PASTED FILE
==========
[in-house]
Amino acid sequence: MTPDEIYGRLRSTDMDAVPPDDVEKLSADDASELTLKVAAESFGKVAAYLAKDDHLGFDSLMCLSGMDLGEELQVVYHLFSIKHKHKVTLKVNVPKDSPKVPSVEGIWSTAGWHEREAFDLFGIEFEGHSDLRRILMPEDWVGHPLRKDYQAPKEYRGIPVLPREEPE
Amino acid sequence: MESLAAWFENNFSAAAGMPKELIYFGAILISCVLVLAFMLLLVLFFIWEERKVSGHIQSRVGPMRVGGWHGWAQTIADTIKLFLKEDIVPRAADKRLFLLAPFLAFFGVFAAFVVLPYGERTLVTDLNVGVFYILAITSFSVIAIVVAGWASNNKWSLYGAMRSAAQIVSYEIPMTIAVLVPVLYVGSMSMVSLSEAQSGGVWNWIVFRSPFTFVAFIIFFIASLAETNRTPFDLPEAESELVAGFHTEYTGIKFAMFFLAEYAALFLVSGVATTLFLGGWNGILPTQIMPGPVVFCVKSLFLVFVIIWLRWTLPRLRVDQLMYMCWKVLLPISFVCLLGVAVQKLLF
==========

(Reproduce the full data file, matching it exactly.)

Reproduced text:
[in-house]
Amino acid sequence: MTPDEIYGRLRSTDMDAVPPDDVEKLSADDASELTLKVAAESFGKVAAYLAKDDHLGFDSLMCLSGMDLGEELQVVYHLFSIKHKHKVTLKVNVPKDSPKVPSVEGIWSTAGWHEREAFDLFGIEFEGHSDLRRILMPEDWVGHPLRKDYQAPKEYRGIPVLPREEPE
Amino acid sequence: MESLAAWFENNFSAAAGMPKELIYFGAILISCVLVLAFMLLLVLFFIWEERKVSGHIQSRVGPMRVGGWHGWAQTIADTIKLFLKEDIVPRAADKRLFLLAPFLAFFGVFAAFVVLPYGERTLVTDLNVGVFYILAITSFSVIAIVVAGWASNNKWSLYGAMRSAAQIVSYEIPMTIAVLVPVLYVGSMSMVSLSEAQSGGVWNWIVFRSPFTFVAFIIFFIASLAETNRTPFDLPEAESELVAGFHTEYTGIKFAMFFLAEYAALFLVSGVATTLFLGGWNGILPTQIMPGPVVFCVKSLFLVFVIIWLRWTLPRLRVDQLMYMCWKVLLPISFVCLLGVAVQKLLF